"What happened to you two?"
Buffy ignored the question. "Hey, learner's permit girl. I don't see any responsible adults in that heap."
"Hmm. Don't know any of those." Dawn pulled Buffy to her feet. "No offense, but you look like a big Spaghetti-O."
"Thanks," she muttered. "Can we just go home, please?"
"No, somebody's been tackled, stepped on and thwarted by an immigrant demon waiter. Pardon her for not smiling."
Faith pulled open the passenger door, careful not to yank too hard, lest it come off in her hand. "At least Fredrick didn't steal your car."
Buffy leaned her head back and closed her eyes. This isn't going well. No Spike, no clues, just an ass full of Frav meatballs. We need more help.
Halfway home, she spotted a grocery store. "Stop there, Dawnie."
Buffy was already climbing out. "I'm going to get a pie."
Dawn looked alarmed. "Why? What's wrong?"
Faith cut in."Um, Buff? I like pastry as much as the next gal, but you're a little too...splattered...to be shopping right now."
"I'm going to get a pie," Buffy repeated. She turned and walked toward the store.
Dawn was hot on her heels. "We only have pie when something's wrong. On the edge of apocalypse. Or a major Buffy meltdown. Tell me."
Buffy stopped in front of the freezer case, stared vacantly at the frosting stacks of blueberry and pumpkin and lemon meringue. How do I choose? Which is the right one?
"I'm going to get a pie," she told a woman passing by with a cart full of food and toddlers.
"That's nice, dear." The lady hurried on.
Dawn was almost hysterical with fear by that point, "Is someone dead?"
"No." Buffy tore her gaze away from the desserts and laid a hand along Dawn's soft cheek. "Not anymore." She pulled open the glass door. 'Does any store in California stock the egg custard kind?"
"What are you talking about?" Their two bodies were wedged inside the freezer door, holding it open and blocking a good part of the aisle. People were starting to rattle their carts in complaint.
"Spike, I'm talking about Spike, Dawnie." Buffy was still rooting through the pies, and wasn't even aware that she was crying until the tears froze to her skin. "There's no Key Lime in here!"
Dawn grabbed her by the shoulders. "Did you do a spell?"
"No! It's not like that. He's just...back. I don't know how or why. Not yet. But I'll find out."
Dawn released her and stepped back, face pale. "It..it can't be."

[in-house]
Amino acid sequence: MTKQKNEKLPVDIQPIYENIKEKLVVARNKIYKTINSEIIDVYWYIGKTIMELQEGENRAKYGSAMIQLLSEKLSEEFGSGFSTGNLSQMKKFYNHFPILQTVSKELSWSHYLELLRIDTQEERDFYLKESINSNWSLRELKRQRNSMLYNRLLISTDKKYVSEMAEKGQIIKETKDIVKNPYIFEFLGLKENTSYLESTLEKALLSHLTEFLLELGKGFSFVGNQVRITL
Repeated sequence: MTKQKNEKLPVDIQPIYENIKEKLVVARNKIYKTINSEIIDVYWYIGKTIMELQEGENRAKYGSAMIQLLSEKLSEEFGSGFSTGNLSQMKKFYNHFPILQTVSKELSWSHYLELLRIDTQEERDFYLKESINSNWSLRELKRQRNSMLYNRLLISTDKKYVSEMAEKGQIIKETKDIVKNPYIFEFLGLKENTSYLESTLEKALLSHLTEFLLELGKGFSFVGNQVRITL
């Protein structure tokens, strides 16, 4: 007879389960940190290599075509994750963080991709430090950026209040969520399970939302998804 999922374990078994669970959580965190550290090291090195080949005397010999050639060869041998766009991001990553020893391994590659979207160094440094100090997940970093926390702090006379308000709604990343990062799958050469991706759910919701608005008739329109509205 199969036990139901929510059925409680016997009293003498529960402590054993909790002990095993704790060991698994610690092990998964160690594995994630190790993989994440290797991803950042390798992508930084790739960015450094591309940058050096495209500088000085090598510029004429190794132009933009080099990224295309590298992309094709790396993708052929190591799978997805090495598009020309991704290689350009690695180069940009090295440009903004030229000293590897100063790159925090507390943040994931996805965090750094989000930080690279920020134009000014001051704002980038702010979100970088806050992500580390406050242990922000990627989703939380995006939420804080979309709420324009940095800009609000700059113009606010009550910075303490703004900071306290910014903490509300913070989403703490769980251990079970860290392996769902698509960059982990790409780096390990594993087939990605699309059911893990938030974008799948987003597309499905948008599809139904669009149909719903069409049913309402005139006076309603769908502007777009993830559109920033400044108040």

"It is. He made it somehow."
Dawn swallowed, looked away. "Or was brought back."
A twisting sensation, like baby snakes, spread through Buffy's gut. Grabbing her sister's chin, Buffy forced her head around. Looked into those wide, guilty eyes. And understood.
Dawn shook her head. "No. I...suspected. There was this prophecy, you see. I ran across it in a book of African lore."
There's always a prophecy, Buffy thought.
Dawn grabbed her by the elbow, steered her away from the freezer. "I thought I had the translation wrong. It was proto-Bantu, you see. Hard to read. All about how life's a cycle and death is, too. It's a whole big cycling thing..."
Dazed, Buffy let herself be led.
"The prophecy goes like this. After he fulfills his destiny, a souled vampire gets to Shanshu. Become human. But, first he has to survive plague and darkness. And fiends released on the world. Spike shared a house with the potentials, right? So, I figure the last one's already taken care of..."
Spike loved my sister, called her petal, platelet, little bit, like her real name didn't do her justice. What little girl could resist a cute guy with cool hair and nicknames? They were fast friends, to my horror. I thought he would corrupt her, hurt her. Didn't really understand the depth of his regard for both of us until Glory came and he suffered torture in our name. The night I died for the second time, he promised to watch out for Dawn. That promise was kept. He went on to fight the good fight, even fell off a tower trying to save her life. Was he a hero? That's a tough question. In the end, certainly. He died for the life of the world. Full circle from the shadow boy I first met. Golden, radiant, at peace with it all. Spike, preparing to go. He was ready. I was not.